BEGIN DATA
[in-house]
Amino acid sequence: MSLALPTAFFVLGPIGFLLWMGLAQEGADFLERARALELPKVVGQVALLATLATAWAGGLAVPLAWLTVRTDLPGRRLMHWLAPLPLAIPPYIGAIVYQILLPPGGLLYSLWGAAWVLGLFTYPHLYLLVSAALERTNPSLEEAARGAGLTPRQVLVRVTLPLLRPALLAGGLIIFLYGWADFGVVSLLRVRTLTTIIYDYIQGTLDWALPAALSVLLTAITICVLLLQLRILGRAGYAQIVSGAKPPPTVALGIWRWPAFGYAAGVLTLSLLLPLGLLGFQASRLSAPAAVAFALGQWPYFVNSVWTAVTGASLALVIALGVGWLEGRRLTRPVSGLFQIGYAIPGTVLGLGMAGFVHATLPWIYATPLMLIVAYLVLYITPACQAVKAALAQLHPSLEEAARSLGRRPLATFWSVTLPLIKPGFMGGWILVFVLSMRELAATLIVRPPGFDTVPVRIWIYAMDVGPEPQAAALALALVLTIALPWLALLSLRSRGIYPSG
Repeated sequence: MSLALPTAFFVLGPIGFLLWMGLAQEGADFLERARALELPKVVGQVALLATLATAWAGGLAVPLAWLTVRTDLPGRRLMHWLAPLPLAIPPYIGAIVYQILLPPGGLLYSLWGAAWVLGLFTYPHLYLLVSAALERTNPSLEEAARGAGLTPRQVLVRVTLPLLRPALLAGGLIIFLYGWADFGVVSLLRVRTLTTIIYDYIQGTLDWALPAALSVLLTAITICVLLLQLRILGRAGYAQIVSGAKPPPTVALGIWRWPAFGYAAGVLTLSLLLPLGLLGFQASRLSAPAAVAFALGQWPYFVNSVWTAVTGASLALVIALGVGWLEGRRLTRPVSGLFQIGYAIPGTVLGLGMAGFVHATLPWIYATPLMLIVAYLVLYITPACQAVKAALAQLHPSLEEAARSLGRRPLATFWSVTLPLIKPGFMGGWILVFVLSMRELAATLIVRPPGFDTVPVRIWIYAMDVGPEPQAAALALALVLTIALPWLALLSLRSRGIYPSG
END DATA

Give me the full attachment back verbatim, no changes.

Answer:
[in-house]
Amino acid sequence: MSLALPTAFFVLGPIGFLLWMGLAQEGADFLERARALELPKVVGQVALLATLATAWAGGLAVPLAWLTVRTDLPGRRLMHWLAPLPLAIPPYIGAIVYQILLPPGGLLYSLWGAAWVLGLFTYPHLYLLVSAALERTNPSLEEAARGAGLTPRQVLVRVTLPLLRPALLAGGLIIFLYGWADFGVVSLLRVRTLTTIIYDYIQGTLDWALPAALSVLLTAITICVLLLQLRILGRAGYAQIVSGAKPPPTVALGIWRWPAFGYAAGVLTLSLLLPLGLLGFQASRLSAPAAVAFALGQWPYFVNSVWTAVTGASLALVIALGVGWLEGRRLTRPVSGLFQIGYAIPGTVLGLGMAGFVHATLPWIYATPLMLIVAYLVLYITPACQAVKAALAQLHPSLEEAARSLGRRPLATFWSVTLPLIKPGFMGGWILVFVLSMRELAATLIVRPPGFDTVPVRIWIYAMDVGPEPQAAALALALVLTIALPWLALLSLRSRGIYPSG
Repeated sequence: MSLALPTAFFVLGPIGFLLWMGLAQEGADFLERARALELPKVVGQVALLATLATAWAGGLAVPLAWLTVRTDLPGRRLMHWLAPLPLAIPPYIGAIVYQILLPPGGLLYSLWGAAWVLGLFTYPHLYLLVSAALERTNPSLEEAARGAGLTPRQVLVRVTLPLLRPALLAGGLIIFLYGWADFGVVSLLRVRTLTTIIYDYIQGTLDWALPAALSVLLTAITICVLLLQLRILGRAGYAQIVSGAKPPPTVALGIWRWPAFGYAAGVLTLSLLLPLGLLGFQASRLSAPAAVAFALGQWPYFVNSVWTAVTGASLALVIALGVGWLEGRRLTRPVSGLFQIGYAIPGTVLGLGMAGFVHATLPWIYATPLMLIVAYLVLYITPACQAVKAALAQLHPSLEEAARSLGRRPLATFWSVTLPLIKPGFMGGWILVFVLSMRELAATLIVRPPGFDTVPVRIWIYAMDVGPEPQAAALALALVLTIALPWLALLSLRSRGIYPSG